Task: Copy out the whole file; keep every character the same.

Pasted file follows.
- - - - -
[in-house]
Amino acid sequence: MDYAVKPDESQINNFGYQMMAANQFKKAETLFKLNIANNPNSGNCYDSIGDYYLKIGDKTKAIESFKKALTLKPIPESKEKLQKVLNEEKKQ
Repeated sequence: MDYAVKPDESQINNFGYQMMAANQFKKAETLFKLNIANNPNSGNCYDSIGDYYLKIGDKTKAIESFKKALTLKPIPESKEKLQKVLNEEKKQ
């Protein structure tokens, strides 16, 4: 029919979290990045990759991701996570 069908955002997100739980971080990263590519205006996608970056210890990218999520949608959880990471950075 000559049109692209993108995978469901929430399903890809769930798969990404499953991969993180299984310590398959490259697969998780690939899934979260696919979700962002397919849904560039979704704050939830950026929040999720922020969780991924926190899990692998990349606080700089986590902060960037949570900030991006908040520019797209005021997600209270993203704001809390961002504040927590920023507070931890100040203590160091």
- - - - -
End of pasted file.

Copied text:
[in-house]
Amino acid sequence: MDYAVKPDESQINNFGYQMMAANQFKKAETLFKLNIANNPNSGNCYDSIGDYYLKIGDKTKAIESFKKALTLKPIPESKEKLQKVLNEEKKQ
Repeated sequence: MDYAVKPDESQINNFGYQMMAANQFKKAETLFKLNIANNPNSGNCYDSIGDYYLKIGDKTKAIESFKKALTLKPIPESKEKLQKVLNEEKKQ
């Protein structure tokens, strides 16, 4: 029919979290990045990759991701996570 069908955002997100739980971080990263590519205006996608970056210890990218999520949608959880990471950075 000559049109692209993108995978469901929430399903890809769930798969990404499953991969993180299984310590398959490259697969998780690939899934979260696919979700962002397919849904560039979704704050939830950026929040999720922020969780991924926190899990692998990349606080700089986590902060960037949570900030991006908040520019797209005021997600209270993203704001809390961002504040927590920023507070931890100040203590160091």